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The needle crafting

The needle crafting

  • Spurred on by a photo taken forty years ago, Despina from Kini talks us through mastic trees needle crafting and rural life

“It was a long time ago, we were on the road leading to Patrika, Agia Irini and Somata, and he took some photos of me laying white powder under the trees and crafting the trunks.”

Born in Kini, Kira Despina of Aristodimos blended with the land, she grew up in the fields. She never had any children; today, aged seventy-two, she’s still toiling away in the plots.

“My father and I would churn out three hundred kilos of mastic back in the day, now I can manage around ninety on my own. We also had livestock, two cows and two oxen; one of the cows would give us thirty-two kilos of milk, which we turned over to the Association. It was exhausting; my mom would handle the weedwhacker, the harvester and so on. Drudging in the fields and with the animals was her métier. My father would oversee the roads – in Katraris, in Agios Yiannis… The fields he worked on were neat, he built walls, he pruned, he planted, he watered, you name it… Not only was he the best farmer in the village, he had also picked up prizes and accolades – they were hanging on the wall over there – from the then Directorate of Agriculture for the best olive tree pruner, vine grower… When I was around, he would show me how to prune, how to perform all sorts of things.”

“My brother wasn’t very fond of rural life. There is one location where there is a plot of ours extending up to six and a half thousand square meters with one hundred fifty mastic trees in it. Every mastic shrub has its little “threshing floor”. My father had no intention of giving the plot to both of us, because my brother would wind up selling it to some Albanian guy who would abuse the trees and destroy them; ‘I’ll give it to Despina’ he said.”

“I can’t figure out for the life of me why there are so many pebbles in mastic; my mastic is spick-and-span. I think they’re skipping the scraping stage. They blow the dust off it and they’re left with the pebbles. And their incisions… I’m very diligent. I take good care of the mastic shrubs, I treasure them, just go and check them out… my needle crafting is spot on. Just like my father and my mother used to do. Her name was Oreanthi.”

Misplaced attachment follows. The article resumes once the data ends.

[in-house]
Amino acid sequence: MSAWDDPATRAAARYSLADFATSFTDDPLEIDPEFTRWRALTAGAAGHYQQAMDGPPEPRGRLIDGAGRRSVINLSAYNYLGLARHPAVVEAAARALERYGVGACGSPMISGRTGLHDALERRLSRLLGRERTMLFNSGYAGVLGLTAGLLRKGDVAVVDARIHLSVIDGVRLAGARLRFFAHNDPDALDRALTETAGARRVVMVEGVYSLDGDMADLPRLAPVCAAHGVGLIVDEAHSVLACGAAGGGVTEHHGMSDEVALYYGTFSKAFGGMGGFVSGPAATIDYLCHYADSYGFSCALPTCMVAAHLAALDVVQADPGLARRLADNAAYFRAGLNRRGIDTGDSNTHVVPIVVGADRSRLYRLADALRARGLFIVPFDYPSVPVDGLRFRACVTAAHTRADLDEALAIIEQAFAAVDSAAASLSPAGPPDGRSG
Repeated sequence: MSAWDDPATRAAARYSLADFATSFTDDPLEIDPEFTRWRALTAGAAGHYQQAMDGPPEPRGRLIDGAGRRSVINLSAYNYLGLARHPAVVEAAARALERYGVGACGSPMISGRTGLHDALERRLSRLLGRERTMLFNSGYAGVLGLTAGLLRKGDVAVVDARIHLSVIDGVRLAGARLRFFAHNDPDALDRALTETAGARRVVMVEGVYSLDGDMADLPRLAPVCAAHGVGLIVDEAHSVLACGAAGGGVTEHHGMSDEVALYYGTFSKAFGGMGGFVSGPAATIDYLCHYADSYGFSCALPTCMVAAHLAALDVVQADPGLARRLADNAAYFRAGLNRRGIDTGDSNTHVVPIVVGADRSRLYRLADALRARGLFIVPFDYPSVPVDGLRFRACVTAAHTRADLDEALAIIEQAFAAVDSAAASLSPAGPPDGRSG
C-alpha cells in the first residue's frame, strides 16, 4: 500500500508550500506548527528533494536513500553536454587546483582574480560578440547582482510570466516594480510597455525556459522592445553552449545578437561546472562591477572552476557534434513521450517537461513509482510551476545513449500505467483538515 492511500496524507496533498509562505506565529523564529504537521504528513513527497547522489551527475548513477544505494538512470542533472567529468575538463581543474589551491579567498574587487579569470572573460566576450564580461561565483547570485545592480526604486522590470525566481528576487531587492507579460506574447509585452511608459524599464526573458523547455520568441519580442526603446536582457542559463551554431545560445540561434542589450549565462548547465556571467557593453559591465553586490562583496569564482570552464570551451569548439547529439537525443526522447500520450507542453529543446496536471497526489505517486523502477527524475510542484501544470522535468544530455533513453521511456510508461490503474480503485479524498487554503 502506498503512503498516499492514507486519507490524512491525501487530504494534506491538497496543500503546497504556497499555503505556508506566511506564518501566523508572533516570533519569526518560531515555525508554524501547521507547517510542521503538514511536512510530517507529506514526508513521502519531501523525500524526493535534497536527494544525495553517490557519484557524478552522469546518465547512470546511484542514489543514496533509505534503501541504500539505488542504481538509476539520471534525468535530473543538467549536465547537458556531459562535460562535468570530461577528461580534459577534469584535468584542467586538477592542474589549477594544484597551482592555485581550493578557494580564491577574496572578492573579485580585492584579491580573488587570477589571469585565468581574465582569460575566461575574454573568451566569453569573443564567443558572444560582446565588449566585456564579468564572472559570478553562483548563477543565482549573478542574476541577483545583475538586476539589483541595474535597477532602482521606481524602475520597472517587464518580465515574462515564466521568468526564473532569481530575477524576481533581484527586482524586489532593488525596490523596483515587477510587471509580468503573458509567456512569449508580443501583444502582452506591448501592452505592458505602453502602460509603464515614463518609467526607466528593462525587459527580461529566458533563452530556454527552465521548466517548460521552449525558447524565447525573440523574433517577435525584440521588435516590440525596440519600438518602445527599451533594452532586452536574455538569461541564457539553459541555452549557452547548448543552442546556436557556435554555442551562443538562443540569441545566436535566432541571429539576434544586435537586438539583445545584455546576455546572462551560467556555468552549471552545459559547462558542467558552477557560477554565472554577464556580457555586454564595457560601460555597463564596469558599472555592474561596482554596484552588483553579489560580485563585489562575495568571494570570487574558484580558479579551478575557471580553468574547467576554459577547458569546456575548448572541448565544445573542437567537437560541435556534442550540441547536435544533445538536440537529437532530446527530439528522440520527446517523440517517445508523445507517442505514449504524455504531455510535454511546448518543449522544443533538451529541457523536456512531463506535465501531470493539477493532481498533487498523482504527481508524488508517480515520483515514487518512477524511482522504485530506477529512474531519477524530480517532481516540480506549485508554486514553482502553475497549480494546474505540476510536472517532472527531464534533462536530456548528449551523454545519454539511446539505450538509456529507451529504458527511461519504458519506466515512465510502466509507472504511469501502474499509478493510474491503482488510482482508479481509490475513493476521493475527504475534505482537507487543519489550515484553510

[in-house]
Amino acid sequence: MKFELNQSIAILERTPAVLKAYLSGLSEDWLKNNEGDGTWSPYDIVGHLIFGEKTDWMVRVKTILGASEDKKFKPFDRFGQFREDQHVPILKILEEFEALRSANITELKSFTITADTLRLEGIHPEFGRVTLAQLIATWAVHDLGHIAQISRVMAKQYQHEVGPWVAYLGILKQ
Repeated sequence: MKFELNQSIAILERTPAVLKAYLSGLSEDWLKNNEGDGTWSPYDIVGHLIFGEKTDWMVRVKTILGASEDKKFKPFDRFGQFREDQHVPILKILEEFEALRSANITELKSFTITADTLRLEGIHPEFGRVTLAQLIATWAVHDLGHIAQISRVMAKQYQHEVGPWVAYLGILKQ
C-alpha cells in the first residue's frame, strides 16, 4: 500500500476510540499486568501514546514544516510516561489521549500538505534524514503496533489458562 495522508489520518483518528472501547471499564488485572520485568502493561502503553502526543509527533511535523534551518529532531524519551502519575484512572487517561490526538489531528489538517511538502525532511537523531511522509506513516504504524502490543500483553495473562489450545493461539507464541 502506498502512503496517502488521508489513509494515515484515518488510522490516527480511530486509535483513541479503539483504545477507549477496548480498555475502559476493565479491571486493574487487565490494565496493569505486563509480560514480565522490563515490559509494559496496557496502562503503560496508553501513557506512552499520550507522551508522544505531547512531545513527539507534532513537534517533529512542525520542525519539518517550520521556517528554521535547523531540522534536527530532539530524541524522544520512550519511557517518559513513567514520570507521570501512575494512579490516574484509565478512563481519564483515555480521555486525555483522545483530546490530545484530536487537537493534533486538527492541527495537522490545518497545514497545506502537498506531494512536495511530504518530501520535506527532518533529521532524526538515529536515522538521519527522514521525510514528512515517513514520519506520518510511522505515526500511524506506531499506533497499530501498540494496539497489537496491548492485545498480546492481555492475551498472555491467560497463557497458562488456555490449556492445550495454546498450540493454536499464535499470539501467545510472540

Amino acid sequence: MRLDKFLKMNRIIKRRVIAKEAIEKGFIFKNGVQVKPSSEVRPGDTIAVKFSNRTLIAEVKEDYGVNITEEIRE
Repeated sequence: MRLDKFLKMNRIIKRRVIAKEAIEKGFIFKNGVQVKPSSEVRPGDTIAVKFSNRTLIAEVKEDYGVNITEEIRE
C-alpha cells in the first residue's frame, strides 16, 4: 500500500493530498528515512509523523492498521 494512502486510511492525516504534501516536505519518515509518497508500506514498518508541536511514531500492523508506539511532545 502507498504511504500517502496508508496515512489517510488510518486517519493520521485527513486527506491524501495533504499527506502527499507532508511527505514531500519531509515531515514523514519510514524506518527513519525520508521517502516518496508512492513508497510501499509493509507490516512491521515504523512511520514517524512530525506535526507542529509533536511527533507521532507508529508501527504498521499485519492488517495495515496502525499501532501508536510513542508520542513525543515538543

We used to get there on the donkey’s back, I now ride on a two hundred cc quad bike. I bought it eight years ago, I didn’t want to get a pick-up truck. The quad bike is more practical than the donkey, way more practical, there is a crate for my buckets, the mastic nuggets, the olive oils. There are lots of villages surrounding Kini, so our plots are not that vast. The 2012 bushfires burnt our shrubs in Vouni, an other plot in Katraris got expropriated for the dam to be built; everything’s within reasonable distance. No plots are located far away, maybe the one in Agia Irini on the road to Patrika, maybe the one in Profitis Ilias too.”

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“In the past, people would craft using a tiny adze; plus, there was that chemical, their clothes would turn into rags, they would churn out lots of mastic. Then they

switched to saws and little hammers; coz these were sturdy trees that went through a lot and managed to survive. Nowadays, I use a scratch awl, keeping the tiny adze close at hand. In the old days, we would carry out more incisions. Now, I craft once a week, three, four incisions. I haven’t managed all my trees this year; I craft them every other year. To be honest, I make few incisions, randomly crafting trunks.”

“I started working on the day before Profitis Ilias celebration day, to make sure the leaves have fallen off. They say August is the mastic-yielding month, so I’m done crafting my trees by the Virgin Mary’s Dormition day. Early September, I’m starting picking up the mastic on top. Then they’ll go dry so I’ll get to scrape the resin from above.”

“We were farmers, we were blessed to work hard. I can’t say we lacked things, but those were difficult times. Of all things, I wanted to get some education. My father was strict… he didn’t want me to attend Junior High… We would walk to Kalamoti, pay the teachers, pay for the books and stuff. If only I had graduated Junior High… I had no plans for more; I wouldn’t have to sweat over the shrubs, I would have gotten a proper job. I wouldn’t have ended up a farmer. It saddens me to see children work. I turned out eighty-five kilos on my own last year. I’m zippy, everyone close to me frowns on that, but I can’t stand still.”

Translated into English by Nikos Loutraris

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